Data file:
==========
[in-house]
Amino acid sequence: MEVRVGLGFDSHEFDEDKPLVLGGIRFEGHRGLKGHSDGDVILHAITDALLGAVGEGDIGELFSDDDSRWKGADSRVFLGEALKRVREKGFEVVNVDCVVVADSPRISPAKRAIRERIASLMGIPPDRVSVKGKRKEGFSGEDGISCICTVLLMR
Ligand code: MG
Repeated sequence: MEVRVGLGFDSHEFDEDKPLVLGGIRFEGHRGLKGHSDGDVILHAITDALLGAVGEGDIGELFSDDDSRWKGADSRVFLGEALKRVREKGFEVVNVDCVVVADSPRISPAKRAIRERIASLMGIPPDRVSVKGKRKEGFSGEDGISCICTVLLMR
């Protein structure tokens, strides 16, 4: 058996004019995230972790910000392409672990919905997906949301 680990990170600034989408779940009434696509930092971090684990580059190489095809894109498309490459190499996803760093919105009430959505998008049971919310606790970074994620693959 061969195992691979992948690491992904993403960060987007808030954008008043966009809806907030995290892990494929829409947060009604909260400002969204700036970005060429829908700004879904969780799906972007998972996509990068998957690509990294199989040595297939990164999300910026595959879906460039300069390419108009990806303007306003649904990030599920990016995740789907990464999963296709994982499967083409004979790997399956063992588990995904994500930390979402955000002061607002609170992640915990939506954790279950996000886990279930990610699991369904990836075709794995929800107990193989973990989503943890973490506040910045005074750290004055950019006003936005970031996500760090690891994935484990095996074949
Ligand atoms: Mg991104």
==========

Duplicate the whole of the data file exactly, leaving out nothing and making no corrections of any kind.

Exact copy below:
[in-house]
Amino acid sequence: MEVRVGLGFDSHEFDEDKPLVLGGIRFEGHRGLKGHSDGDVILHAITDALLGAVGEGDIGELFSDDDSRWKGADSRVFLGEALKRVREKGFEVVNVDCVVVADSPRISPAKRAIRERIASLMGIPPDRVSVKGKRKEGFSGEDGISCICTVLLMR
Ligand code: MG
Repeated sequence: MEVRVGLGFDSHEFDEDKPLVLGGIRFEGHRGLKGHSDGDVILHAITDALLGAVGEGDIGELFSDDDSRWKGADSRVFLGEALKRVREKGFEVVNVDCVVVADSPRISPAKRAIRERIASLMGIPPDRVSVKGKRKEGFSGEDGISCICTVLLMR
């Protein structure tokens, strides 16, 4: 058996004019995230972790910000392409672990919905997906949301 680990990170600034989408779940009434696509930092971090684990580059190489095809894109498309490459190499996803760093919105009430959505998008049971919310606790970074994620693959 061969195992691979992948690491992904993403960060987007808030954008008043966009809806907030995290892990494929829409947060009604909260400002969204700036970005060429829908700004879904969780799906972007998972996509990068998957690509990294199989040595297939990164999300910026595959879906460039300069390419108009990806303007306003649904990030599920990016995740789907990464999963296709994982499967083409004979790997399956063992588990995904994500930390979402955000002061607002609170992640915990939506954790279950996000886990279930990610699991369904990836075709794995929800107990193989973990989503943890973490506040910045005074750290004055950019006003936005970031996500760090690891994935484990095996074949
Ligand atoms: Mg991104």